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How Many Investore Property Limited (NZSE:IPL) Shares Do Institutions Own?

Simply Wall St

If you want to know who really controls Investore Property Limited (NZSE:IPL), then you'll have to look at the makeup of its share registry. Generally speaking, as a company grows, institutions will increase their ownership. Conversely, insiders often decrease their ownership over time. We also tend to see lower insider ownership in companies that were previously publicly owned.

Investore Property is a smaller company with a market capitalization of NZ$502m, so it may still be flying under the radar of many institutional investors. In the chart below below, we can see that institutions are noticeable on the share registry. Let's take a closer look to see what the different types of shareholder can tell us about IPL.

See our latest analysis for Investore Property

NZSE:IPL Ownership Summary, August 10th 2019

What Does The Institutional Ownership Tell Us About Investore Property?

Institutional investors commonly compare their own returns to the returns of a commonly followed index. So they generally do consider buying larger companies that are included in the relevant benchmark index.

As you can see, institutional investors own 54% of Investore Property. This can indicate that the company has a certain degree of credibility in the investment community. However, it is best to be wary of relying on the supposed validation that comes with institutional investors. They too, get it wrong sometimes. If multiple institutions change their view on a stock at the same time, you could see the share price drop fast. It's therefore worth looking at Investore Property's earnings history, below. Of course, the future is what really matters.

NZSE:IPL Income Statement, August 10th 2019

Investors should note that institutions actually own more than half the company, so they can collectively wield significant power. We note that hedge funds don't have a meaningful investment in Investore Property. There are a reasonable number of analysts covering the stock, so it might be useful to find out their aggregate view on the future.

Insider Ownership Of Investore Property

While the precise definition of an insider can be subjective, almost everyone considers board members to be insiders. The company management answer to the board; and the latter should represent the interests of shareholders. Notably, sometimes top-level managers are on the board, themselves.

I generally consider insider ownership to be a good thing. However, on some occasions it makes it more difficult for other shareholders to hold the board accountable for decisions.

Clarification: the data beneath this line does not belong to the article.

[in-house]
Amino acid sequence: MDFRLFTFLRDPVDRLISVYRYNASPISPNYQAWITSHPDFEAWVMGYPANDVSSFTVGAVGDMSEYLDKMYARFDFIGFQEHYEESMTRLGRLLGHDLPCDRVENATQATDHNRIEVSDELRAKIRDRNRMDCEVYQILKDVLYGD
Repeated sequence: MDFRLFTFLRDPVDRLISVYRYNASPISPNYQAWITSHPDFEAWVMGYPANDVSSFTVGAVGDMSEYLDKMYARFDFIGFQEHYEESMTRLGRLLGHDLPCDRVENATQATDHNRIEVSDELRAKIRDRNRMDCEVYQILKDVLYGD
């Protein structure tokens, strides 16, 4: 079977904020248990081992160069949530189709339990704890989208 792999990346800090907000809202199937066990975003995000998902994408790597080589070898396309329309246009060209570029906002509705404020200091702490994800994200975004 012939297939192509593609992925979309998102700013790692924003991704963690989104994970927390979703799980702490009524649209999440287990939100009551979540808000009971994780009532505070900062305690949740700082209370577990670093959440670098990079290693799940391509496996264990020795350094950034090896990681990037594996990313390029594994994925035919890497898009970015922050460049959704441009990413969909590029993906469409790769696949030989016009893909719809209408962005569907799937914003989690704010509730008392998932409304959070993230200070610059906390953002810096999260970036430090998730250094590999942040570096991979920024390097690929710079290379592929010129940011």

Our data suggests that insiders own under 1% of Investore Property Limited in their own names. It has a market capitalization of just NZ$502m, and the board has only NZ$243k worth of shares in their own names. Many tend to prefer to see a board with bigger shareholdings. A good next step might be to take a look at this free summary of insider buying and selling.

General Public Ownership

The general public holds a 46% stake in IPL. While this group can't necessarily call the shots, it can certainly have a real influence on how the company is run.

Next Steps:

It's always worth thinking about the different groups who own shares in a company. But to understand Investore Property better, we need to consider many other factors.

I like to dive deeper into how a company has performed in the past. You can access this interactive graph of past earnings, revenue and cash flow, for free .

If you would prefer discover what analysts are predicting in terms of future growth, do not miss this free report on analyst forecasts.

NB: Figures in this article are calculated using data from the last twelve months, which refer to the 12-month period ending on the last date of the month the financial statement is dated. This may not be consistent with full year annual report figures.

We aim to bring you long-term focused research analysis driven by fundamental data. Note that our analysis may not factor in the latest price-sensitive company announcements or qualitative material.

If you spot an error that warrants correction, please contact the editor at editorial-team@simplywallst.com. This article by Simply Wall St is general in nature. It does not constitute a recommendation to buy or sell any stock, and does not take account of your objectives, or your financial situation. Simply Wall St has no position in the stocks mentioned. Thank you for reading.